ENG 111 Yale Engaged Reflecti


As you already know, Module 4 is all about engaged reflection, that is, looking back at what we’ve learned during our semester together, and thinking about how it applies to our current lives as well as our future lives (both academic and outside of academia).

Read a letter from a student who is hypothetically joining a class like ours. (attached blow) Yes, you will be writing a letter in which you reflect on what you’ve learned about composition and rhetoric in our class!

What to Do:

Step 1

Open a new .doc/.docx file, and name it “Yourname_Mod5Final” (or something similar).

Add a proper MLA heading, a descriptive title, and your last name/page numbers in the top right corners.

This time, your assignment may be single spaced.

Use 12 pt Times New Roman font, please.

Step 2

Write a letter in which you practice engaged reflection in regards to our course this semester.

Your letter must be at least 600 words in length, not including the heading, title, etc.

Your target audience is the hypothetical incoming student who wrote the example letter linked above, or an imaginary student joining the class next semester. (Note that your tone would be different depending on which audience you choose).

Obviously, you’ll be free to use all of our course materials to complete this project–all of our Canvas site pages will remain open for viewing. But give yourself an advantage by preparing for this project ahead of time! You can do this by:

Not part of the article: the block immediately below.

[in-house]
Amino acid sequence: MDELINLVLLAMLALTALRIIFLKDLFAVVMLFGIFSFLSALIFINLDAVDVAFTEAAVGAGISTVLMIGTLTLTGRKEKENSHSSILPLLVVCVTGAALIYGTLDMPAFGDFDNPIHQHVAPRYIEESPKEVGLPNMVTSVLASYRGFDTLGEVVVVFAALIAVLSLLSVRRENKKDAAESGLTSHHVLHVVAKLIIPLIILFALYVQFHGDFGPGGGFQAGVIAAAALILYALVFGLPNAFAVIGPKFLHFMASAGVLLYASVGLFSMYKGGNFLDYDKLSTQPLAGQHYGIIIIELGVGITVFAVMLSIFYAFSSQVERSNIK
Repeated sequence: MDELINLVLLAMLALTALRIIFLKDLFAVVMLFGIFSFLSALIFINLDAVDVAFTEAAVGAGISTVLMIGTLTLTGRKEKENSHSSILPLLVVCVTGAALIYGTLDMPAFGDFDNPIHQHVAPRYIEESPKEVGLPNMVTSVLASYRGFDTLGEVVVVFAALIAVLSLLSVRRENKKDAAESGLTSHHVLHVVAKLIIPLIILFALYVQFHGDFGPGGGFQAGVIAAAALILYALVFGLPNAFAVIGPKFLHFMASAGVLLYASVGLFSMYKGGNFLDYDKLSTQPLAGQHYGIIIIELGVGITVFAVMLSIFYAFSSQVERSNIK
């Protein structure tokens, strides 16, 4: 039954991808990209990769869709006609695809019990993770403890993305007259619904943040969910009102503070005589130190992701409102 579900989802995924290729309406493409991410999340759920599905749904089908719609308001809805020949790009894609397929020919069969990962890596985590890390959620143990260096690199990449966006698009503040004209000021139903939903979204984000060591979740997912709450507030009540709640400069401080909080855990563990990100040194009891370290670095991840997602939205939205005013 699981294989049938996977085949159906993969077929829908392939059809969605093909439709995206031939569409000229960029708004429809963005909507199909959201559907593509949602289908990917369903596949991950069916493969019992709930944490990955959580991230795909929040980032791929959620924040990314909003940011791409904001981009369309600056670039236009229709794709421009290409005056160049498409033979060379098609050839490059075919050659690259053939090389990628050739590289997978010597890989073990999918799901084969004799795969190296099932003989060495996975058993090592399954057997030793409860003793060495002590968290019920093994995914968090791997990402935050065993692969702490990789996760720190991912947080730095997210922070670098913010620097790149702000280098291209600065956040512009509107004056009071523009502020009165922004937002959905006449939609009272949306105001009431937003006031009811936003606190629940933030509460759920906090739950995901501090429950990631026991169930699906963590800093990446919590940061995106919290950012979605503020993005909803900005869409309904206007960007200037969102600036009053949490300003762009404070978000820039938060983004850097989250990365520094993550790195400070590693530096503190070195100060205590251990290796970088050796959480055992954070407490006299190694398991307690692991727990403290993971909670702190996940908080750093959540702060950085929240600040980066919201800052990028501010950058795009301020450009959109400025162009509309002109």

Re-reading the syllabus and the writing you’ve done, including your work in the forums

Skimming through modules to re-familiarize yourself with key concepts and vocabulary terms

Re-reading the work you and others did in Workshop 2, and reflecting on it in an engaged way (which I guess that would be engaged reflection on your engaged reflection!).

Note: if you choose to quote yourself or any of our class materials within your Reflection, you do not need to use in-text citations or add a Works Cited page for this assignment. You are very strongly encouraged to use the “sandwich technique”, however, in which you introduce the material you are going to quote/paraphrase, then the quote/paraphrase itself, and finally, a response to that quote/paraphrase. Make it clear what you are referring to, and why it is important to discuss. Here is an example:

In the Information Literacy section of our syllabus, it states that “This course addresses methods for locating and evaluating sources, integrating research, and citing sources responsibly and ethically as part of ongoing intellectual dialogue.” I believe that…

How to Submit:

Attach your doc./.docx file to this assignment page.

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